The Shakespeare Conference: SHK 15.2134  Monday, 20 December 2004

[Editor's Note: I would appreciate it if contributors to this thread
would make an effort to bring it to a conclusion soon.]

From:           David Basch <This email address is being protected from spambots. You need JavaScript enabled to view it.>
Date:           Friday, 17 Dec 2004 12:57:06 -0500
Subject: 15.2123 Jewish Shakespeare
Comment:        Re: SHK 15.2123 Jewish Shakespeare

I thank Abigail Quart for her support of my interpretation of The
Merchant of Venice. She wrote:

      David Basch's interpretation is the one I see when I read
      the script. The Christians in the play mouth virtue but
      practice none. And Portia is, indeed, a pig.

Ed Taft wrote:

"What is the evidence from the play that indicates that Shylock sees or
treats Antonio like a son? At the most generic level, Shylock seems to
feel that because his is the older religion, he has something to teach
the Christians in general and Antonio in particular, as he tries to do
(rather unsuccessfully) by referring to the story in Genesis about
Jacob's sheep. But except for that, it's clear to me that Shylock is
more than a bit like Dirty Harry: he's had enough, by God! He won't take
it any more, and he grabs the chance for revenge against Antonio."

In contrast, Edmund Taft is a hard sell. He takes literally what I only
presented as a paradigm in the father and child example. The situation
of a father putting on an antic of anger to teach his child a lesson is
not meant to be applicable to Shylock's antic in all aspects, but only
in communicating the nature of the charade that is convincing to the
other party, which kind of charade I regard as the situation of Shylock
about to slice another man. Antonio thinks its real. But note, all
Antonio's friends assure him that not a hair on his head would be
harmed. They obviously sense that Shylock will not go through with it or
he would be a dead man leaving the court. Those bruisers would see to that.

If Shylock is a madman, a "Dirty Harry" as Ed Taft proposes, then there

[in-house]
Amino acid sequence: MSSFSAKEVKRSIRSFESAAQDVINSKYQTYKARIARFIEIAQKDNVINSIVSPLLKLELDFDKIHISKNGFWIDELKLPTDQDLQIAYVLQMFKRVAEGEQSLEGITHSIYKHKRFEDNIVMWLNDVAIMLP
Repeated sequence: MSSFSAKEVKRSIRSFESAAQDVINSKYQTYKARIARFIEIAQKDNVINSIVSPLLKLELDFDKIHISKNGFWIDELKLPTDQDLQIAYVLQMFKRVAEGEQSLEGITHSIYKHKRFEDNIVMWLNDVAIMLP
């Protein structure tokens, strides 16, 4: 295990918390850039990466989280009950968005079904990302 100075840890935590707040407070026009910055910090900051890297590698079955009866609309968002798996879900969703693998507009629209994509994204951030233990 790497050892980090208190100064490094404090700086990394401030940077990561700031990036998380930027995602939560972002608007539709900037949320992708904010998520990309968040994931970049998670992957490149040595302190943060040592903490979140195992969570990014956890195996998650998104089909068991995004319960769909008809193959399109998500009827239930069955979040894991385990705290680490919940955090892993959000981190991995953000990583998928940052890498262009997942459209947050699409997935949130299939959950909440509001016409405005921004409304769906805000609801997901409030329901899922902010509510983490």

is no real conflict in the play. The play is then not a test of the
virtues of Jew and Gentile since all flesh may go crazy and do
irresponsible things. Even in this we can be critical of Shylock's
enemies who are not more charitable to the madman, restraining him from
harming others and harming himself and using his weakness to take away
his wealth. But this would neglect a deeper conflict of religious
ideologies, in which the side with power neglects its own values of
truth, justice, and compassion and imputes that neglect on to the ways
of the other.

Shakespeare obviously had a deeper message to his play and is
questioning Christian morality that is not being practiced, projecting
Christian lapses of morality on to Jewish Shylock but blind to their
own. In his charade, Shylock is doing an imitation of how he sees
Christian villainy and mistakenly presumes that the court will allow him
to play out his charade since he has a legal bond that it is the
practice of Venice to enforce.  He obviously hoped to show before the
court that there was such a thing as Jewish mercy. Portia's intervention
stopped that cold and left him hanging in an embarrassing position.
Shylock's grave mistake is in having violated one of the precepts of
Proverbs, Proverbs 25:8 - "Go not forth hastily to strive [in the
court], lest thou know not what to do in the end thereof, when thy
neighbour hath put thee to shame."

Also contrary to Ed Taft, Shylock does have something to teach Antonio
about nothing being wrong with making money from money, which is what
lending is. Shylock tells how the Bible's Jacob gained wealth as a
result of his industry in promoting the increase of his sheep.  Antonio
refuses to recognize the capitalist principle involved in using wealth
to create wealth, rejecting the analogy between sheep and money, asking
whether "ewes and lambs are silver and gold." Shylock admits he does not
know but that he makes his money breed as fast as the sheep.  Mercantile
England would have recognized Shylock's point-and by the way lending was
legal in England at the time of the play and the audience would have
grasped Shylock's lesson if Antonio doesn't. (And by the way, here is
the Hebrew pun in this dialogue since the Bible uses two Hebrew words
for sheep, one of which sounds like the Hebrew word for silver so this
is a joke that readers of the Bible in Hebrew would get-Is sheep (KeVeS)
silver (KeSeV which sounds like KeSeF).

Ed Taft questions the word "generous" to describe Shylock. But what do
you call a lender who gives you a free loan as Shylock gives to Antonio?
  Shylock also warns Lancelot that in service to Bassanio, Landclot will
not be able to "gormandize" as he did with Shylock-who obviously fed him
generously well.

Ed also asks about Shakespeare's view of Shylock. The poet is obviously
sympathetic to the Jew because he humanizes him greatly in his speeches
and sprinkles the dialogue of the play with the contradictions in the
morality espoused and practiced by the Christians-"By my hood, a Gentile
and no Jew," spoken by Gratiano as the moment after Jessica robs her
father.  That line and many like it is Shakespeare in action.

David Basch

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